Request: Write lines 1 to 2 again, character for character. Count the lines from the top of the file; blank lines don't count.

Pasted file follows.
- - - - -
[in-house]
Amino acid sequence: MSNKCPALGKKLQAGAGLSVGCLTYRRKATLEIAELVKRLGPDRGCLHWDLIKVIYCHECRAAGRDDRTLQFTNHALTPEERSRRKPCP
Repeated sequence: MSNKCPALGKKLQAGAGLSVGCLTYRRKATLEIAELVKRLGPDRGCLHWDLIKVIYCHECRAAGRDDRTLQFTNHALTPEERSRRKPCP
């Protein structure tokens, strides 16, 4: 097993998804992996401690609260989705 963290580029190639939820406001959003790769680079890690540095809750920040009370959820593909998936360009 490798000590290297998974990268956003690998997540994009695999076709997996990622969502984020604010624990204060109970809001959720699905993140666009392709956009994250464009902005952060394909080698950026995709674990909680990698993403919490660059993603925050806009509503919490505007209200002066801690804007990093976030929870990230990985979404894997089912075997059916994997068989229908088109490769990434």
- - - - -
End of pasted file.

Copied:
[in-house]
Amino acid sequence: MSNKCPALGKKLQAGAGLSVGCLTYRRKATLEIAELVKRLGPDRGCLHWDLIKVIYCHECRAAGRDDRTLQFTNHALTPEERSRRKPCP